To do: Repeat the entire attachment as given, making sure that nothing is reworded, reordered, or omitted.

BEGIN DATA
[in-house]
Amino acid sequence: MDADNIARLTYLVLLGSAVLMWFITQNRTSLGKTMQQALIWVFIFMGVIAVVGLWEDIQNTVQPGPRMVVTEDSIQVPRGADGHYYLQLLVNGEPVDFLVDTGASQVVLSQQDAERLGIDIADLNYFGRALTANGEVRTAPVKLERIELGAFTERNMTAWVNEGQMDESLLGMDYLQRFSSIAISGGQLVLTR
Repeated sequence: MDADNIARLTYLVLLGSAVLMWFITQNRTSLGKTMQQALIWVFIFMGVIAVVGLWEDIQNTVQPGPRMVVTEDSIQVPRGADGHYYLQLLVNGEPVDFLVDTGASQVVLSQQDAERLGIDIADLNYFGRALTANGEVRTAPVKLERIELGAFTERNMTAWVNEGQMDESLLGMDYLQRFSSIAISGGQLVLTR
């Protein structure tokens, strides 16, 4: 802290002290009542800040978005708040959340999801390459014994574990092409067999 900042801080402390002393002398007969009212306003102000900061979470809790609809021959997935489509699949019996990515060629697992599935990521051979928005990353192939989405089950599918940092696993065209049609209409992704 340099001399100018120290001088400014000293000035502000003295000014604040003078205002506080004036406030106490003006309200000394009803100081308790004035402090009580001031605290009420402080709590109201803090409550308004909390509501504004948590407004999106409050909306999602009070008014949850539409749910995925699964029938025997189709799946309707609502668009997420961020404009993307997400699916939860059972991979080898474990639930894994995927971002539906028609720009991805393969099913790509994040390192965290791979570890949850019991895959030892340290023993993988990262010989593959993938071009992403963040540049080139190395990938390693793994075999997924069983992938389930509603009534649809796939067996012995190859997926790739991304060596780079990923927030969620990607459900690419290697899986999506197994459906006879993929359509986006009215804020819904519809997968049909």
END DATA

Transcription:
[in-house]
Amino acid sequence: MDADNIARLTYLVLLGSAVLMWFITQNRTSLGKTMQQALIWVFIFMGVIAVVGLWEDIQNTVQPGPRMVVTEDSIQVPRGADGHYYLQLLVNGEPVDFLVDTGASQVVLSQQDAERLGIDIADLNYFGRALTANGEVRTAPVKLERIELGAFTERNMTAWVNEGQMDESLLGMDYLQRFSSIAISGGQLVLTR
Repeated sequence: MDADNIARLTYLVLLGSAVLMWFITQNRTSLGKTMQQALIWVFIFMGVIAVVGLWEDIQNTVQPGPRMVVTEDSIQVPRGADGHYYLQLLVNGEPVDFLVDTGASQVVLSQQDAERLGIDIADLNYFGRALTANGEVRTAPVKLERIELGAFTERNMTAWVNEGQMDESLLGMDYLQRFSSIAISGGQLVLTR
């Protein structure tokens, strides 16, 4: 802290002290009542800040978005708040959340999801390459014994574990092409067999 900042801080402390002393002398007969009212306003102000900061979470809790609809021959997935489509699949019996990515060629697992599935990521051979928005990353192939989405089950599918940092696993065209049609209409992704 340099001399100018120290001088400014000293000035502000003295000014604040003078205002506080004036406030106490003006309200000394009803100081308790004035402090009580001031605290009420402080709590109201803090409550308004909390509501504004948590407004999106409050909306999602009070008014949850539409749910995925699964029938025997189709799946309707609502668009997420961020404009993307997400699916939860059972991979080898474990639930894994995927971002539906028609720009991805393969099913790509994040390192965290791979570890949850019991895959030892340290023993993988990262010989593959993938071009992403963040540049080139190395990938390693793994075999997924069983992938389930509603009534649809796939067996012995190859997926790739991304060596780079990923927030969620990607459900690419290697899986999506197994459906006879993929359509986006009215804020819904519809997968049909």